If there’s one thing most of our Protestant brothers and sisters can’t understand about the Catholic faith, it’s probably our devotion to Mary. To them, our love for the mother of Jesus often seems like nothing less than idolatry, and they have no problem pointing to numerous devotional practices that appear to prove them right. For example, we give Mary exalted titles like Queen of Heaven, we crown statues of her, and we consecrate ourselves to her. While we Catholics would obviously contend that we’re not actually worshipping Mary, we do have to admit that without a solid understanding of the theology behind such practices, it can be tough to see how we’re not.
Another common Marian devotional practice that seems idolatrous is our tradition of depicting Mary standing on top of a snake. This image comes from the book of Genesis, where God says to the snake that tempted Adam and Eve:
And I will put enmity
between you and the woman,
and between your offspring and hers;
he will crush your head,
and you will strike his heel. (Genesis 3:15)
In this verse, God is pronouncing a curse on the snake (who represents the devil) and promising a savior who will one day defeat him and all his minions. Now, that savior is obviously Jesus, and once we understand that, it seems almost impossible to say that this tradition isn’t blasphemous. Jesus is the one who will crush the snake’s head, so portraying Mary that way looks like a clear instance of giving her a role that belongs exclusively to her son. So what can we say about it? Does this prove that Catholics really do worship Mary, or is there more going on here than meets the eye?
I would argue that the issue isn’t quite so simple. Yes, Jesus is the promised “offspring” of Eve who will crush the snake’s head and defeat the devil and his minions, but that role isn’t unique to him. Check out this verse from one of St. Paul’s letters:
The God of peace will soon crush Satan under your feet. (Romans 16:20)
In this text, St. Paul is clearly alluding to God’s curse on the snake in Genesis, and he’s saying that all Christians, not just Jesus, will crush its head. Granted, we do it by the power of God rather than by any strength of our own, but the fact remains that we can all participate in Jesus’ victory over the devil. As a result, our tradition of portraying Mary standing on top of a snake isn’t so blasphemous after all. We could theoretically depict any saint like that, so there’s nothing wrong with it.
Blessed Among Women
However, there’s still a question here. Even though we could portray any saint standing on top of a snake, Mary is the only one who’s commonly depicted that way. And why is that? Why is she the only one that we normally show crushing a snake’s head? I would suggest that it’s because Mary participated in Jesus’ victory over the devil in a unique way. As the mother of the savior, she played a singular role in our redemption, a role that nobody else in history ever has or ever could fill.
And that’s not just my own speculation. The Bible actually teaches this. Take a look at these passages and see what they have in common:
Most blessed of women be Jael,
the wife of Heber the Kenite,
most blessed of tent-dwelling women.
He asked for water, and she gave him milk;
in a bowl fit for nobles she brought him curdled milk.
Her hand reached for the tent peg,
her right hand for the workman’s hammer.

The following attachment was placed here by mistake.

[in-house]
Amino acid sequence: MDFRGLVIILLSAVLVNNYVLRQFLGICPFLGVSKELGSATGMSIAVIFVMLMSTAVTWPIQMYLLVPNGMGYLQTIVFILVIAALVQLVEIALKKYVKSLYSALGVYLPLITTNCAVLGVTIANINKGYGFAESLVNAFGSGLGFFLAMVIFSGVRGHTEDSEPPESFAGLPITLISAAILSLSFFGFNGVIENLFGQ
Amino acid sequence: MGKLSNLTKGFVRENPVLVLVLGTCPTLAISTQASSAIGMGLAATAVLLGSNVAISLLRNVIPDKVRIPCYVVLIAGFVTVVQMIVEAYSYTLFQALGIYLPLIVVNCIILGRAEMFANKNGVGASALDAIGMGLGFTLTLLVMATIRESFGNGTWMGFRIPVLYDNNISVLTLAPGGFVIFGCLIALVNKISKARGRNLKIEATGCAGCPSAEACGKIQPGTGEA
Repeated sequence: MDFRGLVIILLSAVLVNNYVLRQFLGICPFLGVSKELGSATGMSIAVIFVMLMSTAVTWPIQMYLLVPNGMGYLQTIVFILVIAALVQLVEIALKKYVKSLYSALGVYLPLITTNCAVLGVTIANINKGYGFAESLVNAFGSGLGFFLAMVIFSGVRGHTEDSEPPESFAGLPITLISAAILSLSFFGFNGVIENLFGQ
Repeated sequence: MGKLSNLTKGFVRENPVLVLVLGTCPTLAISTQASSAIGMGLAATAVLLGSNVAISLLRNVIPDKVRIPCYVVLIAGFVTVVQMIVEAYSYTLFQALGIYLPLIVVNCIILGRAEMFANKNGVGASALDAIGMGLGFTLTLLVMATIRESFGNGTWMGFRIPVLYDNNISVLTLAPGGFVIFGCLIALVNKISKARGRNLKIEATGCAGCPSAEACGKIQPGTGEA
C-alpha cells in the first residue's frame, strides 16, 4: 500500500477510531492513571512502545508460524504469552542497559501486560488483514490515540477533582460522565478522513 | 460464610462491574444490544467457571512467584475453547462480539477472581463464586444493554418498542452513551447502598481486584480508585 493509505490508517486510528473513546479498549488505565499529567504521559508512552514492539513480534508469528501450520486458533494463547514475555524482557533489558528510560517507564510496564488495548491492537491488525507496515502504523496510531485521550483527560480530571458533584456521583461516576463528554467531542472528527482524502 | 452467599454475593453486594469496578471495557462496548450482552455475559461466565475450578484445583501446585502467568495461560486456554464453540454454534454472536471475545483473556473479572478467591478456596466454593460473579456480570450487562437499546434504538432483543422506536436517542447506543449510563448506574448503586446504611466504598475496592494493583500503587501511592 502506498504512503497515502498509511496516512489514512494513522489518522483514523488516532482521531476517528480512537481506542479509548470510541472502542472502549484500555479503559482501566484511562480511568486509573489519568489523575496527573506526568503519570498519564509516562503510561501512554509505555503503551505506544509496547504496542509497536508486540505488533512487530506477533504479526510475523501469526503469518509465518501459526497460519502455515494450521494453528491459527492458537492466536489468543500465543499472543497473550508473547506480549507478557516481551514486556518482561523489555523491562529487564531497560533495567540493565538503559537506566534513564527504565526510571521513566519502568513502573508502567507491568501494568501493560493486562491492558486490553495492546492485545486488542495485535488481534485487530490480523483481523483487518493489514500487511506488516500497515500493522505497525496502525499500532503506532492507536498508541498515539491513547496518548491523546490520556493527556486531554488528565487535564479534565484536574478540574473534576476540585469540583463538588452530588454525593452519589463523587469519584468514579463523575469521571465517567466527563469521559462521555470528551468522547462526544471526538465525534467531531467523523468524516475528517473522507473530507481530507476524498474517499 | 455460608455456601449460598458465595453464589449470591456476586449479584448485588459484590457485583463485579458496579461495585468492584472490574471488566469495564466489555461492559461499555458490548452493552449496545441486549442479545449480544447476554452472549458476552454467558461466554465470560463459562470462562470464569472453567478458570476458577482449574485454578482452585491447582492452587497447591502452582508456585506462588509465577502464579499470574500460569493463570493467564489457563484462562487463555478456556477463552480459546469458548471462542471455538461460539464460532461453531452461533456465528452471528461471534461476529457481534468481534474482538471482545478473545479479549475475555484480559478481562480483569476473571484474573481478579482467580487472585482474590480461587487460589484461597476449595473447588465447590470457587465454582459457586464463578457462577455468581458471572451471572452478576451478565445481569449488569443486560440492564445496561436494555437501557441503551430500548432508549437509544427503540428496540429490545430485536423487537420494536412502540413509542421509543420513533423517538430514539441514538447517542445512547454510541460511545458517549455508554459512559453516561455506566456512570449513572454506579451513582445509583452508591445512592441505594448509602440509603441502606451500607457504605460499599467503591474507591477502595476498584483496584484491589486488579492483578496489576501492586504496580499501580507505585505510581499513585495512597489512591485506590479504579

She struck Sisera, she crushed his head,
she shattered and pierced his temple.
At her feet he sank,
he fell; there he lay.
At her feet he sank, he fell;
where he sank, there he fell—dead. (Judges 5:24-27)
O daughter, you are blessed by the Most High God above all women on earth; and blessed be the Lord God, who created the heavens and the earth, who has guided you to strike the head of the leader of our enemies. (Judith 13:18)
Blessed are you among women, and blessed is the fruit of your womb! (Luke 1:42)
Do you see the similarities? In all three of these passages, a woman is proclaimed the most blessed on earth. In the first two, the women Jael and Judith are given this praise for saving the Israelites by killing their enemies, and in the third text, Elizabeth is praising her cousin Mary when Mary goes to visit her.
Now, the two Old Testament passages that form the background for Elizabeth’s praise of Mary both involve a woman who crushed the head of her enemy, so when we see this praise echoed in the New Testament, it must mean that Mary also crushes the head of her enemy. And who could that enemy be? The text doesn’t tell us, but it does give us a clue. Elizabeth praises Mary and her son Jesus in the same sentence, so it stands to reason that she is “blessed…among women” precisely because she is the mother of the Messiah.
And if that’s the case, then she has to crush the head of the same enemy whose head her son crushes: the snake from Genesis. In other words, as I said earlier, Mary participated in Jesus’ victory over the devil an indispensable and unrepeatable way by being his mother. She gave the world its savior and made his victory on our behalf possible, something that nobody else ever did or could do again.
Once we understand all that, we can see that the tradition of portraying Mary standing on top of a snake isn’t idolatrous at all. Yes, Jesus is the one who wins the ultimate victory over the devil and crushes the head of the snake, but Scripture teaches that we all participate in that victory. More specifically, it also teaches that Mary participated in that victory in a unique way, making it entirely fitting for us to portray her standing on top of a snake and crushing its head.